Charles Sheppard

Charles Sheppard
The University of Warwick · School of Life Sciences

About

239
Publications
64,132
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10,194
Citations
Citations since 2017
22 Research Items
3867 Citations
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20172018201920202021202220230200400600
20172018201920202021202220230200400600
20172018201920202021202220230200400600

Publications

Publications (239)
Data
Supplemental Information for " Impacts of marine heatwaves for sea turtle incubation conditions".
Article
Full-text available
There are major concerns about the ecological impact of extreme weather events. In the oceans, marine heatwaves (MHWs) are an increasing threat causing, for example, recent devastation to coral reefs around the world. We show that these impacts extend to adjacent terrestrial systems and could negatively affect the breeding of endangered species. We...
Article
Full-text available
Given the recent trend towards establishing very large marine protected areas (MPAs) and the high potential of these to contribute to global conservation targets, we review outcomes of the last decade of marine conservation research in the British Indian Ocean Territory (BIOT), one of the largest MPAs in the world. The BIOT MPA consists of the atol...
Article
The global decline of reef corals has been driven largely by several marine heatwaves. This has greatly reduced coral cover but has reduced coral diversity also. While there is a lack of data in most locations to detect coral species losses, reefs of the Chagos Archipelago, central Indian Ocean, have long term monitoring data extending back to the...
Article
Full-text available
The ocean crisis is urgent and central to human wellbeing and life on Earth; past and current activities are damaging the planet's main life support system for future generations. We are witnessing an increase in ocean heat, disturbance, acidification, bio‐invasions and nutrients, and reducing oxygen levels. Several of these act like ratchets: once...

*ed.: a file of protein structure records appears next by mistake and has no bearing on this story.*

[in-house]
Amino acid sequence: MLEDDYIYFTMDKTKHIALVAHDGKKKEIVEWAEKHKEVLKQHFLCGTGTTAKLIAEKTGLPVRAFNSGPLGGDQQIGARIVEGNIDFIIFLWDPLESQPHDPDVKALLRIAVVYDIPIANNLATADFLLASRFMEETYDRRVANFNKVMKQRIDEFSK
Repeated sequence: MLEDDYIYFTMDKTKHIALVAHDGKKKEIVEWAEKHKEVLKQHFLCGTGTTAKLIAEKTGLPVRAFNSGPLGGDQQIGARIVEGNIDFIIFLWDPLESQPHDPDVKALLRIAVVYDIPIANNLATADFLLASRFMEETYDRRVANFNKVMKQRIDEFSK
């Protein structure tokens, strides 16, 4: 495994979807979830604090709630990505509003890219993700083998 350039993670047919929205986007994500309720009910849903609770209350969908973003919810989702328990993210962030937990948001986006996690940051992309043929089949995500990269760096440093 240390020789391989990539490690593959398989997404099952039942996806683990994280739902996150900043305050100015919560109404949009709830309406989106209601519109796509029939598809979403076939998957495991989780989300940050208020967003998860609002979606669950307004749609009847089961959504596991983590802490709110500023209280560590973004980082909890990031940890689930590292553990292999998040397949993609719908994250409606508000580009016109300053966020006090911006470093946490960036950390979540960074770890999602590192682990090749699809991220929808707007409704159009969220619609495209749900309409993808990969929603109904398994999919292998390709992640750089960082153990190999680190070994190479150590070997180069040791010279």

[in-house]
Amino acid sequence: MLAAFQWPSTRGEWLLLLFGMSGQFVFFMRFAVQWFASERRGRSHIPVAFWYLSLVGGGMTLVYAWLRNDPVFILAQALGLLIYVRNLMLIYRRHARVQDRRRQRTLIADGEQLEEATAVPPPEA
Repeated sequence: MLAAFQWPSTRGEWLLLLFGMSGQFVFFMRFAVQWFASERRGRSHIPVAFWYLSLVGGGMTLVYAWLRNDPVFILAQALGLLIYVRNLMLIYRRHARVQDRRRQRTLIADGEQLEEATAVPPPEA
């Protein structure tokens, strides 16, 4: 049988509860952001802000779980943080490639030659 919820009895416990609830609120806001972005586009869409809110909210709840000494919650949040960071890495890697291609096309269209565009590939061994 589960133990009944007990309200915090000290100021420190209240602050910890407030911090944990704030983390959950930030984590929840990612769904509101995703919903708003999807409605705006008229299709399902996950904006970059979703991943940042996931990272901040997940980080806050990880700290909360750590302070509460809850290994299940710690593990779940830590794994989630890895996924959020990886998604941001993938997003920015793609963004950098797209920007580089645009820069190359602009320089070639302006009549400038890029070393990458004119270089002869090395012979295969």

Article
Here we present coral Sr/Ca data of biweekly resolution from three modern coral cores drilled from living Porites corals from two different reef settings at Chagos (tropical Indian Ocean). Chagos lies at the eastern margin of the Seychelles-Chagos thermocline ridge and features open ocean upwelling. In situ temperatures have been recorded by temper...
Chapter
Briefly describes the physical environmental condition of the western Arabian Gulf.
Article
Full-text available
As in the tropical Atlantic, Acropora populations in the southern Persian/Arabian Gulf plummeted within two decades after having been ecosystem engineers on most wave-exposed reefs since the Pleistocene. Since 1996/8 live coral cover in the Gulf declined by over 90% in many areas, primarily due to bleaching and diseases caused by rising temperature...
Article
Aim Large‐scale variation in species richness results from multiple environmental controls. We proposed to identify the main factors that influence species richness of reef corals to provide insight into natural forces and their implications for future climate impacts. Location Indian Ocean. Methods We applied quantile regression (QR) to predict...
Book